CONTRARIAN FANBOY: Into Darkness – An Apology Wrapped In An Enigma Wrapped in CGI

Last week I wrote about my disappointment with 2009’s Star Trek film. My gripes were not about its merits as a film but with the fact that it had little to do with, and even contradicted, the central themes and core ideological premises of Star Trek as a whole. I ended my post by declaring that Star Trek Into Darkness would be as disappointing, saying: I’m sure that, like 2009’s Trek, I will enjoy it as a summer film. I’ll probably buy it. I’ll probably even watch it a hundred times. I’m also sure that I’ll be disappointed in it because it will be Space Film: A Movie About The Future…Of Space! But it will never be Star Trek. And that’s what disappoints me.”

I suppose, then, that this Contrarian Fanboy is me being contrarian to myself. I had expected to see another whiz-bang sci-fi film filled with superficially sci-fi set pieces, hammy acting, and glorious lens flares. All of that stuff was a part of Into Darkness as well but on a more important level, this latest entry into the franchise was something of a course correction; an effort to return to the promise of the Enterprise’s true goals of exploration, development, and enlightenment.

Admittedly, there is a lot to dislike about Into Darkness, and I can’t really do better than the good people over at io9 did in detailing the films many, many failings and plot holes. Yes, the film is a mess of iffy causation and poor logic. And yes there is little to connect the scenes other than the score and inertia. There are loads of problems with the film, but that’s not really all that important to me.

What is important to me is the fact that the film made a point of focusing on Starfleet’s values and how far the actions of the film’s main characters stray from those values. From the first scene, in which the Enterprise tries to save a civilization without violating the Prime Directive, to the central plot of the film, in which Kirk takes a mission that clearly violates Starfleet regulations, the film makes a stark distinction between violence and the things Starfleet values: mutual aid, exploration, humanity.

At it’s core, the film asks a question that is relevant to both Star Trek’s cold war origins and our current post 9/11 ideological malaise: how far do we go to defend ourselves? How much of ourselves, of our values, can we sacrifice before we become villains ourselves? And, if we become ruthless in order to defend ourselves from evil, does that mean we were never worth defending?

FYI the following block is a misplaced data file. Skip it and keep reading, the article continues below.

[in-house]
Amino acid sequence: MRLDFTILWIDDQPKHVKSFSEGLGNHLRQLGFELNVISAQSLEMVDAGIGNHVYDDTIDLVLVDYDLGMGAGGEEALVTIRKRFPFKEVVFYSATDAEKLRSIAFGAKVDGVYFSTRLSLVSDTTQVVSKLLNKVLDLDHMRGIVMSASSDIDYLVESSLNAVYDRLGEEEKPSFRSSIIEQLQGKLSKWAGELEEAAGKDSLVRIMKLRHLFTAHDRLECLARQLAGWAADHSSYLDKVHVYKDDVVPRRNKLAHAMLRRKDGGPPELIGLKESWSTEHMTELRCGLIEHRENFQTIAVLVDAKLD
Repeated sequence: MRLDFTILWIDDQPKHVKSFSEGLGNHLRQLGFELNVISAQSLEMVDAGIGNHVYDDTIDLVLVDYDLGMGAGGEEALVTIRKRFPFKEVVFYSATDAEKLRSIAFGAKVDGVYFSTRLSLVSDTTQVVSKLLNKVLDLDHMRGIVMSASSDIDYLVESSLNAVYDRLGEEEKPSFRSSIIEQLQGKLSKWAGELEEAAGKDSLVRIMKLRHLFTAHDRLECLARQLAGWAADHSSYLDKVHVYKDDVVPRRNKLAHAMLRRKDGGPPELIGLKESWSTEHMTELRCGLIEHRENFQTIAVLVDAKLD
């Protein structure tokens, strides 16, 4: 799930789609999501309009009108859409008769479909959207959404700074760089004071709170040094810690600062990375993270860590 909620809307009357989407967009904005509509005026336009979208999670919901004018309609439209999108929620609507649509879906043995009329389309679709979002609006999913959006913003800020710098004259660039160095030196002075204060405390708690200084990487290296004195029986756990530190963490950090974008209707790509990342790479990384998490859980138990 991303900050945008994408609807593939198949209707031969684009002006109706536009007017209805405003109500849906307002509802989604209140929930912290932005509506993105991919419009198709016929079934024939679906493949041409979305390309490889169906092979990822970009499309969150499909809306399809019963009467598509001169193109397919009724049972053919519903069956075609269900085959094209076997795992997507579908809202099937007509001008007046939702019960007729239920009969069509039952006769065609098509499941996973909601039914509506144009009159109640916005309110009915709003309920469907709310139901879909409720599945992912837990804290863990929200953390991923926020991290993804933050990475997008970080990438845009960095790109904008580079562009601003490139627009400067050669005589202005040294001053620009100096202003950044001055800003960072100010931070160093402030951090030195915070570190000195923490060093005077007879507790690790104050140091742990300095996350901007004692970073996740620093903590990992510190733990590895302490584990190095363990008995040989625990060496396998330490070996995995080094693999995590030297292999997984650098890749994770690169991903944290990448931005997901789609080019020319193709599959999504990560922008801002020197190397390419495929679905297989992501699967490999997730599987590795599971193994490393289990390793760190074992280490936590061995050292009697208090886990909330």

So many of the film’s most impressive moments, in particularly Kirk’s early interactions with Admiral Marcus, Spock, and Scotty, all examine these questions from different angles. For Admiral Marcus, Starfleet is weak, bloated, and idealistic and hence is incapable of dealing with the threat posed by the Klingons. What it needs is a wake up call in the form of a war, so that it can develop a post 9/11…I mean, post Starfleet worldview. For Spock, Starfleet is no better than its rules, and militarization is against them. Starfleet provides order based on cooperation, science, mutual aid, discovery. Why alter this order based on the slim chance that a distant world might cause some trouble? For Scotty, a Starfleet officer is an explorer, full stop. If it was meant to be the military that’s what it would be.

Over the course of the film’s run time, Abrams and his writing partners deal with issues of militarization, the morality of pre-emptive war, the use of drones, and the results of militarizing our institutions and our minds. Again, other reviewers have done a great job elaborating those points. While I wish that these questions had been raised in a better film, I am relieved and grateful that they were even raised at all in this film and that the film concludes with a reaffirmation Star Trek’s values and a rejection of militarization, bullying, and the bureaucratization of violence.

It is almost as if Abrams and company decided to address my concerns head on, by making them the underlying concern of the crew, the captain, the script, and the film itself. When I wrote that Abram’s Trek was a fine sci-fi film, but a terrible Trek film, it was because he didn’t seem to pay any attention to the values summed up in the Captain’s Oath. Imagine my surprise when at the end of the end of the film, Kirk recites the oath before embarking on the Enterprise’s five-year mission. Those words have meaning in Trek. They mean that we are watching something about a humanity that is closer than ever before to becoming it’s best possible self. A humanity that has stretched the definition of life with joy. A humanity that has decided that peace is not carrying the biggest stick, but rather having the most partners. To get there, we have to leave the comfort of the familiar, and boldly go where no one has gone before.